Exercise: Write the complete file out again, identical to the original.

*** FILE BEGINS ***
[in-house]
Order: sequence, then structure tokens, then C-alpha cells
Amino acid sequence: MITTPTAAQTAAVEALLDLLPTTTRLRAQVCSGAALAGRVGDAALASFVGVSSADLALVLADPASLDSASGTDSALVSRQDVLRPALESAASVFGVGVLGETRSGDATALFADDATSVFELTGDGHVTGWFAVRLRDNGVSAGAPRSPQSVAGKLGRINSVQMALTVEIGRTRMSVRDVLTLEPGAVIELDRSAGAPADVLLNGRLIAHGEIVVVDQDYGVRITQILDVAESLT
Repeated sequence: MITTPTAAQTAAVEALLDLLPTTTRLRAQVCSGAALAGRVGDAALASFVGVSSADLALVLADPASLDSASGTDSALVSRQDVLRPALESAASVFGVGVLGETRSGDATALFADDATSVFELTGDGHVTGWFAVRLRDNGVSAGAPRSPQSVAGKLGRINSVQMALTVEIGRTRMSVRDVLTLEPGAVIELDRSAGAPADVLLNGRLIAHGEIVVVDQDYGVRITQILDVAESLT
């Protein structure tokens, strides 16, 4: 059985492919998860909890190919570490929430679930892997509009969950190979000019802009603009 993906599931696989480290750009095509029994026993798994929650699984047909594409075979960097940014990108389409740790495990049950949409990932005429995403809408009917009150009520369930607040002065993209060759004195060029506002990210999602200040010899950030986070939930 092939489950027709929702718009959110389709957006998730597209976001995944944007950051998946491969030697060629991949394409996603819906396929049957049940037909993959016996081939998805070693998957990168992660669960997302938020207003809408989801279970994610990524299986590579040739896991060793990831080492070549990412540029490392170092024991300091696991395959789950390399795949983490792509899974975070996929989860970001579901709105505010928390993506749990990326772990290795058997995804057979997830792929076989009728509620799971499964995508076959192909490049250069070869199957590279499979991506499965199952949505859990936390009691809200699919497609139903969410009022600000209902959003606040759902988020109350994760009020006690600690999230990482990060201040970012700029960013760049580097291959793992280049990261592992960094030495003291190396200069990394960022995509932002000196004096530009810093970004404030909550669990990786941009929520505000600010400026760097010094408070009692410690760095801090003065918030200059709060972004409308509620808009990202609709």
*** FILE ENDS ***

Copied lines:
[in-house]
Order: sequence, then structure tokens, then C-alpha cells
Amino acid sequence: MITTPTAAQTAAVEALLDLLPTTTRLRAQVCSGAALAGRVGDAALASFVGVSSADLALVLADPASLDSASGTDSALVSRQDVLRPALESAASVFGVGVLGETRSGDATALFADDATSVFELTGDGHVTGWFAVRLRDNGVSAGAPRSPQSVAGKLGRINSVQMALTVEIGRTRMSVRDVLTLEPGAVIELDRSAGAPADVLLNGRLIAHGEIVVVDQDYGVRITQILDVAESLT
Repeated sequence: MITTPTAAQTAAVEALLDLLPTTTRLRAQVCSGAALAGRVGDAALASFVGVSSADLALVLADPASLDSASGTDSALVSRQDVLRPALESAASVFGVGVLGETRSGDATALFADDATSVFELTGDGHVTGWFAVRLRDNGVSAGAPRSPQSVAGKLGRINSVQMALTVEIGRTRMSVRDVLTLEPGAVIELDRSAGAPADVLLNGRLIAHGEIVVVDQDYGVRITQILDVAESLT
């Protein structure tokens, strides 16, 4: 059985492919998860909890190919570490929430679930892997509009969950190979000019802009603009 993906599931696989480290750009095509029994026993798994929650699984047909594409075979960097940014990108389409740790495990049950949409990932005429995403809408009917009150009520369930607040002065993209060759004195060029506002990210999602200040010899950030986070939930 092939489950027709929702718009959110389709957006998730597209976001995944944007950051998946491969030697060629991949394409996603819906396929049957049940037909993959016996081939998805070693998957990168992660669960997302938020207003809408989801279970994610990524299986590579040739896991060793990831080492070549990412540029490392170092024991300091696991395959789950390399795949983490792509899974975070996929989860970001579901709105505010928390993506749990990326772990290795058997995804057979997830792929076989009728509620799971499964995508076959192909490049250069070869199957590279499979991506499965199952949505859990936390009691809200699919497609139903969410009022600000209902959003606040759902988020109350994760009020006690600690999230990482990060201040970012700029960013760049580097291959793992280049990261592992960094030495003291190396200069990394960022995509932002000196004096530009810093970004404030909550669990990786941009929520505000600010400026760097010094408070009692410690760095801090003065918030200059709060972004409308509620808009990202609709």